“I only take 10 percent of what I catch,” said Hickey, who uses live-entrapment techniques. “If we took everything we’d fish ourselves out of business.”
Hickey understands the political process and the impact that game fish like walleye, bass and Muskie have on the tourist economy. But just as Jensen wrote about early commercial fishermen and their desire to conserve a fishery for future generations, he’s campaigning for a predator/prey assessment of the Lake Michigan waters, primarily Green Bay.
That assessment could rejuvenate the perch population and protect the whitefish that, he said, is coming under more and more stress from predators, especially the walleye. Massive planting efforts of walleye in Michigan have only exacerbated the problem.
“Green Bay could be producing a lot more than it is,” said Hickey, who has seen successful rehabilitation efforts fi rst hand. His fishing operation in Door County is only a part of his business that now extends well beyond Door County. The Hickeys have been called upon to aid conservation efforts in Western states to achieve a healthier balance of stock in lakes through what they call “assessment” fishing.
“We’re about at that point in the bay,” said Hickey, who admits the DNR probably doesn’t have enough staff to do a real assessment of walleyes. “But you can’t manage if you don’t know what’s there.”
Hickey has been pushing to allow the commercial fleet to help in just such an assessment.
“We see what’s out there every day,” he said, stressing the extensive reporting that goes into their catch and what the loss of a license could mean to their business should that reporting not be done or not completed accurately.
To insure the accuracy of such an assessment, Hickey said he wouldn’t undertake it unless DNR officials were on board to verify the numbers. But based on what many commercial fishermen have seen coming up in their nets, “there are too many walleye,” said Hickey, who has been the commercial fishing representative for Wisconsin on the Great Lakes Fishing Commission since 1986.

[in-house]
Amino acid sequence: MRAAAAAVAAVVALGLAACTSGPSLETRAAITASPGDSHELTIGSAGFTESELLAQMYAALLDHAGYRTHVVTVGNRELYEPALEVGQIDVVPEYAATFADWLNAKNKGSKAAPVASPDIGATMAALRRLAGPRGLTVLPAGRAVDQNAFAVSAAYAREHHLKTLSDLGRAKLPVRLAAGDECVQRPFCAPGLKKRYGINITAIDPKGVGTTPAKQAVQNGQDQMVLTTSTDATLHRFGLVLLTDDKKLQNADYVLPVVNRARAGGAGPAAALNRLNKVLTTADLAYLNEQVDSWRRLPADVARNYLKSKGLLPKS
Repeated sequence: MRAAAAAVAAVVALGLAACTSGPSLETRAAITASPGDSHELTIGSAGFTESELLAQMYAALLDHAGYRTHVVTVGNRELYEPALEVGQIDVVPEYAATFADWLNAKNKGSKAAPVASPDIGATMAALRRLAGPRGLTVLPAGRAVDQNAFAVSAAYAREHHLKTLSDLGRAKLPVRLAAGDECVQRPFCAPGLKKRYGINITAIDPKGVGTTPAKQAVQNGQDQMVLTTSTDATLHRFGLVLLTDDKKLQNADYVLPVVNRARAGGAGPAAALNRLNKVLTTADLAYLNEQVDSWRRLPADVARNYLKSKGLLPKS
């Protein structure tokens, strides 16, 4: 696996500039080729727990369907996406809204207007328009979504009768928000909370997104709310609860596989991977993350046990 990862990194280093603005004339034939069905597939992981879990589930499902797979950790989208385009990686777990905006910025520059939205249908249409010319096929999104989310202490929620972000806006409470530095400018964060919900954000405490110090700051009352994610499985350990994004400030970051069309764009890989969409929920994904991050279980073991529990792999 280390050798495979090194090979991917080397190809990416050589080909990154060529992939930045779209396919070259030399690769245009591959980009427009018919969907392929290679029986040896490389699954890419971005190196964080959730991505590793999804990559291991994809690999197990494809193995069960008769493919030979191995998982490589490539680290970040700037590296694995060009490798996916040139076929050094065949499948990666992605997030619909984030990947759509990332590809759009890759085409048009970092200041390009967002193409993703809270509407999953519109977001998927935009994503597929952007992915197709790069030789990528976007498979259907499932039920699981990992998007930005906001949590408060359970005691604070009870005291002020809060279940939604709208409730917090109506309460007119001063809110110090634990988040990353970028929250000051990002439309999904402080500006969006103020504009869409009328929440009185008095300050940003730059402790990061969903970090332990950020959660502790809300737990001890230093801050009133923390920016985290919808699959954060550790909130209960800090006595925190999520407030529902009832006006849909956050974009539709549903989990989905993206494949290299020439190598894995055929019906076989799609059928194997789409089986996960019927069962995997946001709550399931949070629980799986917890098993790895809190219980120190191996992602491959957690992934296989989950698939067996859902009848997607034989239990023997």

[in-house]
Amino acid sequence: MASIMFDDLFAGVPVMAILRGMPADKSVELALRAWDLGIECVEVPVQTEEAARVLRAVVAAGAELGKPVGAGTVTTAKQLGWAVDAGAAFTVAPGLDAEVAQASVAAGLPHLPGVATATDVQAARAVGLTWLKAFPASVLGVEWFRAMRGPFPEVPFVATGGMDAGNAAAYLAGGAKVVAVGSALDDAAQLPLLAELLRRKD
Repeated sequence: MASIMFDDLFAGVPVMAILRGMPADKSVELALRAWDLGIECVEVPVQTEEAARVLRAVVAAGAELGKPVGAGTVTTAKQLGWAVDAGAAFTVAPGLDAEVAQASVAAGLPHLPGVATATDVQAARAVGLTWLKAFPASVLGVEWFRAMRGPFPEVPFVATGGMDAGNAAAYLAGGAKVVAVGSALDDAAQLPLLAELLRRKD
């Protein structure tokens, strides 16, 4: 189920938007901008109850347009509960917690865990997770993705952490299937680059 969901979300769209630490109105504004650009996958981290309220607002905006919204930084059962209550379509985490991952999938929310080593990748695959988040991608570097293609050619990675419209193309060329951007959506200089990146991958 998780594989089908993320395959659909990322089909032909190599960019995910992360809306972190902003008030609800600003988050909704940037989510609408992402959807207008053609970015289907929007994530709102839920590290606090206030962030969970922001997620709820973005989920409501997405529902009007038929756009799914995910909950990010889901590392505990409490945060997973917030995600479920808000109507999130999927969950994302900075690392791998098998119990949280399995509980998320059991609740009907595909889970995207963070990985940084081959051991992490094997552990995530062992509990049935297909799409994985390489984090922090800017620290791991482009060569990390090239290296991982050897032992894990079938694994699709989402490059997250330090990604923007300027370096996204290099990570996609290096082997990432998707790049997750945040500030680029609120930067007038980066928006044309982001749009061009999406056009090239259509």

The slant towards more predatory fish has been expanded with the introduction of spotted muskies into Green Bay waters, only raising the concern for the future of available local fish for general public consumption.
But Hickey feels the future rests in the DNR’s ability to control the walleye population, a fish whose predatory instincts he feels are unmatched. Armed with photos of a walleye in his nets consuming fair-sized whitefish and even small 12- day-old fry showing cannibalistic behavior. It’s a trait Hickey said could ultimately diminish the walleye population should the forage base (young perch and whitefish) continue to decline.
Hickey said there’s a feeling that Green Bay and surrounding waters are so large that couldn’t happen. What he sees in his nets tells him otherwise. Hickey is insistent that it’s not too late to return the bay to a balance that could support both the sports fishing interests as well as the commercial fishing and the demands of the general public and its Friday night obsession.
Otherwise, based on what he’s seen in lakes in other parts of the country, “it’s just a matter of time,” said Hickey.